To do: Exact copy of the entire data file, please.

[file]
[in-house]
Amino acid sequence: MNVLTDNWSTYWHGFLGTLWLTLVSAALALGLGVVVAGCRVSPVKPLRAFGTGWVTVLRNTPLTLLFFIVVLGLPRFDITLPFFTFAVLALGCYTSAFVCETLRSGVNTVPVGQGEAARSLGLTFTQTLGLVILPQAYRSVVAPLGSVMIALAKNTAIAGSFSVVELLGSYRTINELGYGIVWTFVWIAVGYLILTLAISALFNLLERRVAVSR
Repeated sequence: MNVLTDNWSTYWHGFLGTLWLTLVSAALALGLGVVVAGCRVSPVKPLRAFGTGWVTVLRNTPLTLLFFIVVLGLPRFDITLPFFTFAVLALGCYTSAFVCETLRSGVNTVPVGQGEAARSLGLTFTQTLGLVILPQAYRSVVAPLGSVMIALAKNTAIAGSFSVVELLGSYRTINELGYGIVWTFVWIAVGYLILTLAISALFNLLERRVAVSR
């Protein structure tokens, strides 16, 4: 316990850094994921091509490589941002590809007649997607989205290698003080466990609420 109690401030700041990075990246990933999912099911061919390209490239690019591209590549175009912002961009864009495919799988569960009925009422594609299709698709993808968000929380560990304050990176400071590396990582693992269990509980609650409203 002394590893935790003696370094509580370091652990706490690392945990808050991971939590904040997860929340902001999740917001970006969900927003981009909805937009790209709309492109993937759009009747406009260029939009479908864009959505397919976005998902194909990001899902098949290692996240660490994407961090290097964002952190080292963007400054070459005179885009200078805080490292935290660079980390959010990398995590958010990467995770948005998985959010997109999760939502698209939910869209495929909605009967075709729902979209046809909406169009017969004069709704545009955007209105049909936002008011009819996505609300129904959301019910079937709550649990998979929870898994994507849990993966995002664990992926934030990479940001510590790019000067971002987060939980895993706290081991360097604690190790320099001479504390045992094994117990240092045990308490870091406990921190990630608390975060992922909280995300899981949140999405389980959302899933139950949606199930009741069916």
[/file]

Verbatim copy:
[in-house]
Amino acid sequence: MNVLTDNWSTYWHGFLGTLWLTLVSAALALGLGVVVAGCRVSPVKPLRAFGTGWVTVLRNTPLTLLFFIVVLGLPRFDITLPFFTFAVLALGCYTSAFVCETLRSGVNTVPVGQGEAARSLGLTFTQTLGLVILPQAYRSVVAPLGSVMIALAKNTAIAGSFSVVELLGSYRTINELGYGIVWTFVWIAVGYLILTLAISALFNLLERRVAVSR
Repeated sequence: MNVLTDNWSTYWHGFLGTLWLTLVSAALALGLGVVVAGCRVSPVKPLRAFGTGWVTVLRNTPLTLLFFIVVLGLPRFDITLPFFTFAVLALGCYTSAFVCETLRSGVNTVPVGQGEAARSLGLTFTQTLGLVILPQAYRSVVAPLGSVMIALAKNTAIAGSFSVVELLGSYRTINELGYGIVWTFVWIAVGYLILTLAISALFNLLERRVAVSR
């Protein structure tokens, strides 16, 4: 316990850094994921091509490589941002590809007649997607989205290698003080466990609420 109690401030700041990075990246990933999912099911061919390209490239690019591209590549175009912002961009864009495919799988569960009925009422594609299709698709993808968000929380560990304050990176400071590396990582693992269990509980609650409203 002394590893935790003696370094509580370091652990706490690392945990808050991971939590904040997860929340902001999740917001970006969900927003981009909805937009790209709309492109993937759009009747406009260029939009479908864009959505397919976005998902194909990001899902098949290692996240660490994407961090290097964002952190080292963007400054070459005179885009200078805080490292935290660079980390959010990398995590958010990467995770948005998985959010997109999760939502698209939910869209495929909605009967075709729902979209046809909406169009017969004069709704545009955007209105049909936002008011009819996505609300129904959301019910079937709550649990998979929870898994994507849990993966995002664990992926934030990479940001510590790019000067971002987060939980895993706290081991360097604690190790320099001479504390045992094994117990240092045990308490870091406990921190990630608390975060992922909280995300899981949140999405389980959302899933139950949606199930009741069916």